As we made our way into the aging, slightly neglected, compound I did not know what to expect. I knew the association focused on income-generating activities, but I had not a clue what those activities were. The first shop we entered, to my astonishment, was a woodworking shop. I could hardly believe what I was seeing – blind men turning logs into brooms. There was a shop master to lead the men in their activities, but it was obvious that these men had been working at their trade so long that they scarcely needed assistance. They were splitting the logs, then further cutting them into oblong rectangular pieces, before passing them through a router that rounded the piece of lumber into a broom handle. In another area of the workshop, a man was operating a punch machine that drilled holes in the broom-head, which yet another man then inserted the bristles into.
I was impressed, though slightly in disbelief. The sad part was, however, that even though these men were overcoming enormous odds to master a sometimes hazardous trade, and thus become productive members of society, they were working with ancient machines. Many of these machines were in desperate need of a tune-up, and some were in outright disrepair. As I stood in the workshop I wished I knew more of mechanical engineering and could restore these antiques to their former glory, to the benefit of these master craftsmen.
Woodworking and broom making was not the only income generating activity underway at Hulegeb. Others were cleaning sheep’s wool, winding it into thread and hand weaving rugs and doormats. Still others were producing cement blocks and hollow blocks, but again, their press machines were ancient and not nearly as efficient as they could or should be. Moreover, all the raw material inputs required for making blocks – such as red ash and cement, have increased in price. Increased raw material costs are preventing Hulegeb from meeting demand. Ato Berhan kept repeating an old Ethiopian proverb that goes something like this, ‘The horse can take you to the fight, but it can’t fight.’ I was slowly discovering what he meant.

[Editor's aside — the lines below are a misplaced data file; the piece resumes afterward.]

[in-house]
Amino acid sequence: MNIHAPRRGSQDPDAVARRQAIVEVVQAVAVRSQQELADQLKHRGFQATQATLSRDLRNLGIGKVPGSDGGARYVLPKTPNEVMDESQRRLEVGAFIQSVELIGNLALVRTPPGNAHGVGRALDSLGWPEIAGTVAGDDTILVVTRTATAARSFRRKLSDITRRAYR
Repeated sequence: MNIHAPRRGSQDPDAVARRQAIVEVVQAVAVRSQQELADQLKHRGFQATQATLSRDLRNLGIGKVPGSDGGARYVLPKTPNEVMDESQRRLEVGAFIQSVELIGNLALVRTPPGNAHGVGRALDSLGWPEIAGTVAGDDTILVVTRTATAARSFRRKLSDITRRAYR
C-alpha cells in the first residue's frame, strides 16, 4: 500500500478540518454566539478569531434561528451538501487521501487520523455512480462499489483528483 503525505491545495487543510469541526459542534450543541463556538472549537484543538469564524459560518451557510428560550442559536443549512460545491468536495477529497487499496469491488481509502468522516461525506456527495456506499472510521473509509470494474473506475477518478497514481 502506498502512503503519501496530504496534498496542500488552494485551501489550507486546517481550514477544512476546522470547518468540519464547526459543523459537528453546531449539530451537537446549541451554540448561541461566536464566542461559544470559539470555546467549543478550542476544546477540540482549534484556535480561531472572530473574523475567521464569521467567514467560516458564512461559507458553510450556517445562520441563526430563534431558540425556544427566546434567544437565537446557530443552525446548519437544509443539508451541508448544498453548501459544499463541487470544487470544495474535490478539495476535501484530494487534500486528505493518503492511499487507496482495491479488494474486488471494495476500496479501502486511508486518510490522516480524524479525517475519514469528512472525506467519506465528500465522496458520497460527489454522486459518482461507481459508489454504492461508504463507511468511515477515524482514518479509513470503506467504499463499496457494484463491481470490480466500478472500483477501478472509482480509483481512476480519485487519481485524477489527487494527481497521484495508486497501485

After leaving Hulegeb, inspired at the work being undertaken but troubled over the fact that it seemed closer to a shuttered old mill – ever present across my home state of North Carolina – than a promising start-up, I then visited a leper colony cooperative with Ato Berhan. Again, I was to experience the same sense of inspiration and despair. The leper association was created to provide the lepers with an income generating opportunity, dignity and community – rights so basic, and yet so far from everyday life for so many in Ethiopia, especially those with disabilities.
At the leper cooperative they were selling cereals to local residents who could then pay a few birr to have their teff, maize, pepper or whatever it may be, milled onsite. I had never visited a milling operation before, but it was interesting and the pepper aroma that pervaded was attractive – until both Ato Berhan and I inhaled the pepper dust a little too deeply and were coughing up a storm.
Outside there were areas for the public to pay to hand-wash their clothes or use the shower facilities. Because the cooperative had drilled their own well, they were able to sell the water to the public. Once again, but even to a greater degree, I had the feeling that good work was being done there, but that their ‘glory’ days were behind them. For example, a large workshop at the back of the lot had been shuttered and an enormous lock held the shop doors securely fastened. Ato Berhan explained that in this workshop there was a manual candle making machine that had been donated by the ‘Germans’ – whether this was the German government or simply a German organization, was unclear. What was clear, according to Ato Berhan, was that the operation had been shuttered due to unbearably high taxes. My initial thought was, why not simply pass those costs on to the customer? But, it was obvious the operation had been shuttered, and delving too deeply into the matter seemed beside the point.
That’s the long-winded story of how I came to witness, among other things, blind men who were master craftsmen in a woodworking shop. Inspired by these income generating projects? Of course I was – men and women with disabilities were learning and mastering trades that enable them to earn an honest living with a sense of dignity and respect. What I cannot help but simultaneously see, however, is the enormous uncaptured potential. Both associations were doing great, necessary work against all odds. But what both need most – as Ato Berhan was attempting to point out through the proverb about the horse – is a champion for their cause who can capitalize on the opportunity to bring their services and products to a wider market, make use of all available resources, and inspire the association members to work ardently and creatively towards long-term goals and potential.
Addis Ababa, Ethiopia